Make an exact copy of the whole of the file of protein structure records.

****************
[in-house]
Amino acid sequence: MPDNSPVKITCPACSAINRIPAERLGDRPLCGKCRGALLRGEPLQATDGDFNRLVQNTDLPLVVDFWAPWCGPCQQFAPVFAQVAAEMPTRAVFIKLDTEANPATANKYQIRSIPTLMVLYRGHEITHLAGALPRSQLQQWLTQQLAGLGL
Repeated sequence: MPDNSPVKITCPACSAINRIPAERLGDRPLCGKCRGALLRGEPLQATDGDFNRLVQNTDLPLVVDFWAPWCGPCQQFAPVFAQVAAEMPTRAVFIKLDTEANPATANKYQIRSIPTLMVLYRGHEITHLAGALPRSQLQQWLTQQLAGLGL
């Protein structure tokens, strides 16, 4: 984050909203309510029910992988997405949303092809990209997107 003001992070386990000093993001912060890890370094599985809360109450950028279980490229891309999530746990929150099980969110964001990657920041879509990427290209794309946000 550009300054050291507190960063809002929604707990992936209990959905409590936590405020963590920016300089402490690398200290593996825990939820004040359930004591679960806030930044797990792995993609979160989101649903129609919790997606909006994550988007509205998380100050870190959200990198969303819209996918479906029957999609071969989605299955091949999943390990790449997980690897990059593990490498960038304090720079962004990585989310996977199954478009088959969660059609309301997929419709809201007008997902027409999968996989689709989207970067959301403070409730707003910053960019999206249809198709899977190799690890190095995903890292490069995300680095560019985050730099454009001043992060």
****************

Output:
[in-house]
Amino acid sequence: MPDNSPVKITCPACSAINRIPAERLGDRPLCGKCRGALLRGEPLQATDGDFNRLVQNTDLPLVVDFWAPWCGPCQQFAPVFAQVAAEMPTRAVFIKLDTEANPATANKYQIRSIPTLMVLYRGHEITHLAGALPRSQLQQWLTQQLAGLGL
Repeated sequence: MPDNSPVKITCPACSAINRIPAERLGDRPLCGKCRGALLRGEPLQATDGDFNRLVQNTDLPLVVDFWAPWCGPCQQFAPVFAQVAAEMPTRAVFIKLDTEANPATANKYQIRSIPTLMVLYRGHEITHLAGALPRSQLQQWLTQQLAGLGL
């Protein structure tokens, strides 16, 4: 984050909203309510029910992988997405949303092809990209997107 003001992070386990000093993001912060890890370094599985809360109450950028279980490229891309999530746990929150099980969110964001990657920041879509990427290209794309946000 550009300054050291507190960063809002929604707990992936209990959905409590936590405020963590920016300089402490690398200290593996825990939820004040359930004591679960806030930044797990792995993609979160989101649903129609919790997606909006994550988007509205998380100050870190959200990198969303819209996918479906029957999609071969989605299955091949999943390990790449997980690897990059593990490498960038304090720079962004990585989310996977199954478009088959969660059609309301997929419709809201007008997902027409999968996989689709989207970067959301403070409730707003910053960019999206249809198709899977190799690890190095995903890292490069995300680095560019985050730099454009001043992060």